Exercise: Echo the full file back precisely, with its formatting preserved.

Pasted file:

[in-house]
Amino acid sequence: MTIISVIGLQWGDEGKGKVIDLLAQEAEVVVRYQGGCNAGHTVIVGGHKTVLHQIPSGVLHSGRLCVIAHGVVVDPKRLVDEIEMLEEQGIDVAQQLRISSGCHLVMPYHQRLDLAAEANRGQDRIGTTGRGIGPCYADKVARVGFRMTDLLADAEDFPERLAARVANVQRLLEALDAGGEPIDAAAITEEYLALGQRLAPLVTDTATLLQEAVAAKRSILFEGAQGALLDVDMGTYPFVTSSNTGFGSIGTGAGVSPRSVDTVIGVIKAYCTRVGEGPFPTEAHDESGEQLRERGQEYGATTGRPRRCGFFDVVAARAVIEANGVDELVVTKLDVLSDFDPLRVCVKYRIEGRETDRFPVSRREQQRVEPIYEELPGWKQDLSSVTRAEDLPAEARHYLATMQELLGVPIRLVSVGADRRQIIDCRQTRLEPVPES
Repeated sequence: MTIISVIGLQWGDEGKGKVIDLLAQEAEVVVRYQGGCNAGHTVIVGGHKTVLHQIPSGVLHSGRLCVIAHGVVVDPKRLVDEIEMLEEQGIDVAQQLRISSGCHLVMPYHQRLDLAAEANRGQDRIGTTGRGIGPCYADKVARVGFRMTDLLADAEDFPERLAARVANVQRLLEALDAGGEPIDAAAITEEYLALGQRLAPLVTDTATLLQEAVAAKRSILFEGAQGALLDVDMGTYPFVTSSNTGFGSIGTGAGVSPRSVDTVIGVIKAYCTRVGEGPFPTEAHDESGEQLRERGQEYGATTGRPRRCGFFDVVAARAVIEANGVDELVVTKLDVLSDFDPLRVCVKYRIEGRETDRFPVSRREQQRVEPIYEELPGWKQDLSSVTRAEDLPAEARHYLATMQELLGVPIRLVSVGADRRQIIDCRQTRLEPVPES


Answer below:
[in-house]
Amino acid sequence: MTIISVIGLQWGDEGKGKVIDLLAQEAEVVVRYQGGCNAGHTVIVGGHKTVLHQIPSGVLHSGRLCVIAHGVVVDPKRLVDEIEMLEEQGIDVAQQLRISSGCHLVMPYHQRLDLAAEANRGQDRIGTTGRGIGPCYADKVARVGFRMTDLLADAEDFPERLAARVANVQRLLEALDAGGEPIDAAAITEEYLALGQRLAPLVTDTATLLQEAVAAKRSILFEGAQGALLDVDMGTYPFVTSSNTGFGSIGTGAGVSPRSVDTVIGVIKAYCTRVGEGPFPTEAHDESGEQLRERGQEYGATTGRPRRCGFFDVVAARAVIEANGVDELVVTKLDVLSDFDPLRVCVKYRIEGRETDRFPVSRREQQRVEPIYEELPGWKQDLSSVTRAEDLPAEARHYLATMQELLGVPIRLVSVGADRRQIIDCRQTRLEPVPES
Repeated sequence: MTIISVIGLQWGDEGKGKVIDLLAQEAEVVVRYQGGCNAGHTVIVGGHKTVLHQIPSGVLHSGRLCVIAHGVVVDPKRLVDEIEMLEEQGIDVAQQLRISSGCHLVMPYHQRLDLAAEANRGQDRIGTTGRGIGPCYADKVARVGFRMTDLLADAEDFPERLAARVANVQRLLEALDAGGEPIDAAAITEEYLALGQRLAPLVTDTATLLQEAVAAKRSILFEGAQGALLDVDMGTYPFVTSSNTGFGSIGTGAGVSPRSVDTVIGVIKAYCTRVGEGPFPTEAHDESGEQLRERGQEYGATTGRPRRCGFFDVVAARAVIEANGVDELVVTKLDVLSDFDPLRVCVKYRIEGRETDRFPVSRREQQRVEPIYEELPGWKQDLSSVTRAEDLPAEARHYLATMQELLGVPIRLVSVGADRRQIIDCRQTRLEPVPES